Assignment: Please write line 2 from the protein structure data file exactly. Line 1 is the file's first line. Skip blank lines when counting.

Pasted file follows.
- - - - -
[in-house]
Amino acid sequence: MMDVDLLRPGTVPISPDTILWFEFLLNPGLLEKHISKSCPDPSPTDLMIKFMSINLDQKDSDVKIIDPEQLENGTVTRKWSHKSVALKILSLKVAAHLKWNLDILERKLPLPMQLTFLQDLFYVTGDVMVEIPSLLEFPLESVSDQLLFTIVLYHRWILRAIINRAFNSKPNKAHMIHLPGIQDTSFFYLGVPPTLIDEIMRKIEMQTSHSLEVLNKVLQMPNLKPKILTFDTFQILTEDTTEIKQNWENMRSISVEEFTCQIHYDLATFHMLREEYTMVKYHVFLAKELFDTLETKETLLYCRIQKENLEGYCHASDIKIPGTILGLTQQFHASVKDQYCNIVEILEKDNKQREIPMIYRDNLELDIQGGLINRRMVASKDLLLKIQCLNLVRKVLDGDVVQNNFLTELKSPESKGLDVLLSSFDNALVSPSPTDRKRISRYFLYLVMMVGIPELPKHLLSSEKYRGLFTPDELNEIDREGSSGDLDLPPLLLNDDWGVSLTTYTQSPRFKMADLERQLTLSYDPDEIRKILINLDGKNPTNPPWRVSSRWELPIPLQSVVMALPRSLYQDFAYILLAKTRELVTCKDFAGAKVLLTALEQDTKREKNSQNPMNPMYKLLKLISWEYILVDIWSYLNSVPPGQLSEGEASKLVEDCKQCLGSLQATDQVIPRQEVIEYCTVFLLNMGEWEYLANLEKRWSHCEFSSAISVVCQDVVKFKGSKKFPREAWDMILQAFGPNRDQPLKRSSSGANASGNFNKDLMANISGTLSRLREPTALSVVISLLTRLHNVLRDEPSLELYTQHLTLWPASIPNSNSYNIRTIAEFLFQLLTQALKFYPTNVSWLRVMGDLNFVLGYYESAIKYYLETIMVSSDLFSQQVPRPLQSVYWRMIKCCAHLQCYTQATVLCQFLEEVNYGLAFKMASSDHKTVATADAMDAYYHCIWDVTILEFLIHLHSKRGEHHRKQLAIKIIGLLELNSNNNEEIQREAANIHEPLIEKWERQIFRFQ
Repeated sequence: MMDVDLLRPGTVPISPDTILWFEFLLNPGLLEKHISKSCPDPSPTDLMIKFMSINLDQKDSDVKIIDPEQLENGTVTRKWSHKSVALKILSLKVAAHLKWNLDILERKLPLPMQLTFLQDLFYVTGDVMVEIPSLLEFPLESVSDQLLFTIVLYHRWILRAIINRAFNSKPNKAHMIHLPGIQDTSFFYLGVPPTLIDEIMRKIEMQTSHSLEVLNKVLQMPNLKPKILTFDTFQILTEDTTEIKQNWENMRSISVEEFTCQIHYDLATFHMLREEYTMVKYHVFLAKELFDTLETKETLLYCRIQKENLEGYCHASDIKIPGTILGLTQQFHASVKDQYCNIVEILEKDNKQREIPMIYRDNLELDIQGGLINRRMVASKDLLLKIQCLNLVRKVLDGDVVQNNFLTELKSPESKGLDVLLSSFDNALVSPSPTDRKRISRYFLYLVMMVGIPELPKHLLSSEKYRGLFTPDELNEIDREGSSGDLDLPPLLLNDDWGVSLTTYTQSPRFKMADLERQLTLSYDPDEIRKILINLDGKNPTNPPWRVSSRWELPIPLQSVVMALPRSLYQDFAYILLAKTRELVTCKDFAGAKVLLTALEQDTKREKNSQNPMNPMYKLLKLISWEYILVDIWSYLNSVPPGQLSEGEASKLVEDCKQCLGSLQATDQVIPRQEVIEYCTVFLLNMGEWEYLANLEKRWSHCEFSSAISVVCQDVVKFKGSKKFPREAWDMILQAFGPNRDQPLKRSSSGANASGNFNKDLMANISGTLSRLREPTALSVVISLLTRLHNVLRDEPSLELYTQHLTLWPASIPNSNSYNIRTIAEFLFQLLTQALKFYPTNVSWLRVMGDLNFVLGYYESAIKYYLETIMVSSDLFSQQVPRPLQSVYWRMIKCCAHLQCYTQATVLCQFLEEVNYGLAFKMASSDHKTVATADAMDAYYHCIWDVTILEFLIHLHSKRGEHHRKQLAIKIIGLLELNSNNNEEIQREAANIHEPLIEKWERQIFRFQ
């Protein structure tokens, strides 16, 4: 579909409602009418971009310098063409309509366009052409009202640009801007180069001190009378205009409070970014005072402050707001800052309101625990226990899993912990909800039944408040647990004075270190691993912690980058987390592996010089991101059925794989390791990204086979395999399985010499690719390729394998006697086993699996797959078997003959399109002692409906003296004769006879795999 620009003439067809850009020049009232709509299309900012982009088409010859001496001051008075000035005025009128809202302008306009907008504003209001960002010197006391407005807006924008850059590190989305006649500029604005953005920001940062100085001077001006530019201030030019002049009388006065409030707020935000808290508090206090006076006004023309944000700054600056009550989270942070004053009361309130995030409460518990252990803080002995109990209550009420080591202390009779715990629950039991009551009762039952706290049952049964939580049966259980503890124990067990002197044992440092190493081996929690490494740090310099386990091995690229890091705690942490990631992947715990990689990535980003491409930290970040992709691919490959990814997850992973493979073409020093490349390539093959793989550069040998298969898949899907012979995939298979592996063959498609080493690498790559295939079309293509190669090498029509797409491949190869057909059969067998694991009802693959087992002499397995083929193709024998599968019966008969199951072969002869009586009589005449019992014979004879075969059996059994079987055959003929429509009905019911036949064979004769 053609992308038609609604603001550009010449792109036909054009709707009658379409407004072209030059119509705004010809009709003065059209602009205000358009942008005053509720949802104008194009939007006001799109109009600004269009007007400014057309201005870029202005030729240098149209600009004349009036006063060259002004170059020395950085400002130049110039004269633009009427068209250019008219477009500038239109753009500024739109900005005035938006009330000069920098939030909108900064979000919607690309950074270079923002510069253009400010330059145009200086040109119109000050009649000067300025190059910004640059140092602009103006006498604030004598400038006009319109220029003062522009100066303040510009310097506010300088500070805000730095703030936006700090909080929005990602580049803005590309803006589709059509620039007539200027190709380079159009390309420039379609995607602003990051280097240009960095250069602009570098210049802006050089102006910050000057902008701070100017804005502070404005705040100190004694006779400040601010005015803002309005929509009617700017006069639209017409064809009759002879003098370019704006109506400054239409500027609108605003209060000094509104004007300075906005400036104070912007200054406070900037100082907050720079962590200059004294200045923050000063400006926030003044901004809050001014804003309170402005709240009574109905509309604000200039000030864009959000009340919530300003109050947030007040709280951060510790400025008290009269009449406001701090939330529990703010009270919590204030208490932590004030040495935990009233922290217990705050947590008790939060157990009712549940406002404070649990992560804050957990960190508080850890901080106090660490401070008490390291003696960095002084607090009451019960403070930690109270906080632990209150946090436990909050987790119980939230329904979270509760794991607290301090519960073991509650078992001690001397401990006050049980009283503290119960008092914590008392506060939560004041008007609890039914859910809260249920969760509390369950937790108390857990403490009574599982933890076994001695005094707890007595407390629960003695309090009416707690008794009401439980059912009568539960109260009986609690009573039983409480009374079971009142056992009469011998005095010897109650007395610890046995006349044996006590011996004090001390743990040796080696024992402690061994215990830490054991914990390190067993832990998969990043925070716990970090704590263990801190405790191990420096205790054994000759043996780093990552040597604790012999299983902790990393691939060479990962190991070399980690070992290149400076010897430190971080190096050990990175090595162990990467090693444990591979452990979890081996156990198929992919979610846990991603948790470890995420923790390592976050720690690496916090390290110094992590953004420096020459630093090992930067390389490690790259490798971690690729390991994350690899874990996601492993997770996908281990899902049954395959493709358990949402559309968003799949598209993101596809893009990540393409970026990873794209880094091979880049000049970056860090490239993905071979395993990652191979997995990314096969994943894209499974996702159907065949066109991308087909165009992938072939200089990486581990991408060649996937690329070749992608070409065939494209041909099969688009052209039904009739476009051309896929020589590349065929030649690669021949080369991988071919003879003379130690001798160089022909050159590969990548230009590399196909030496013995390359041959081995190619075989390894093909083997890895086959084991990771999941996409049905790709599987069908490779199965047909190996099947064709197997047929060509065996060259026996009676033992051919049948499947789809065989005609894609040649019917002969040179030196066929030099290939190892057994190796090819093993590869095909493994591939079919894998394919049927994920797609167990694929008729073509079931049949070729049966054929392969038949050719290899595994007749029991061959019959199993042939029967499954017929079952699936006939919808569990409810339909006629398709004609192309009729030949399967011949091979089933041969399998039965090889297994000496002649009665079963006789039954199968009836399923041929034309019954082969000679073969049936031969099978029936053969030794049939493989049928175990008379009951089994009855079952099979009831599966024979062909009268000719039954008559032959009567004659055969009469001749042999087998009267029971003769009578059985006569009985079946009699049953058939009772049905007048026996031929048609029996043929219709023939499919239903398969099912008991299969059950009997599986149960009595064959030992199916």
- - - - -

Amino acid sequence: MMDVDLLRPGTVPISPDTILWFEFLLNPGLLEKHISKSCPDPSPTDLMIKFMSINLDQKDSDVKIIDPEQLENGTVTRKWSHKSVALKILSLKVAAHLKWNLDILERKLPLPMQLTFLQDLFYVTGDVMVEIPSLLEFPLESVSDQLLFTIVLYHRWILRAIINRAFNSKPNKAHMIHLPGIQDTSFFYLGVPPTLIDEIMRKIEMQTSHSLEVLNKVLQMPNLKPKILTFDTFQILTEDTTEIKQNWENMRSISVEEFTCQIHYDLATFHMLREEYTMVKYHVFLAKELFDTLETKETLLYCRIQKENLEGYCHASDIKIPGTILGLTQQFHASVKDQYCNIVEILEKDNKQREIPMIYRDNLELDIQGGLINRRMVASKDLLLKIQCLNLVRKVLDGDVVQNNFLTELKSPESKGLDVLLSSFDNALVSPSPTDRKRISRYFLYLVMMVGIPELPKHLLSSEKYRGLFTPDELNEIDREGSSGDLDLPPLLLNDDWGVSLTTYTQSPRFKMADLERQLTLSYDPDEIRKILINLDGKNPTNPPWRVSSRWELPIPLQSVVMALPRSLYQDFAYILLAKTRELVTCKDFAGAKVLLTALEQDTKREKNSQNPMNPMYKLLKLISWEYILVDIWSYLNSVPPGQLSEGEASKLVEDCKQCLGSLQATDQVIPRQEVIEYCTVFLLNMGEWEYLANLEKRWSHCEFSSAISVVCQDVVKFKGSKKFPREAWDMILQAFGPNRDQPLKRSSSGANASGNFNKDLMANISGTLSRLREPTALSVVISLLTRLHNVLRDEPSLELYTQHLTLWPASIPNSNSYNIRTIAEFLFQLLTQALKFYPTNVSWLRVMGDLNFVLGYYESAIKYYLETIMVSSDLFSQQVPRPLQSVYWRMIKCCAHLQCYTQATVLCQFLEEVNYGLAFKMASSDHKTVATADAMDAYYHCIWDVTILEFLIHLHSKRGEHHRKQLAIKIIGLLELNSNNNEEIQREAANIHEPLIEKWERQIFRFQ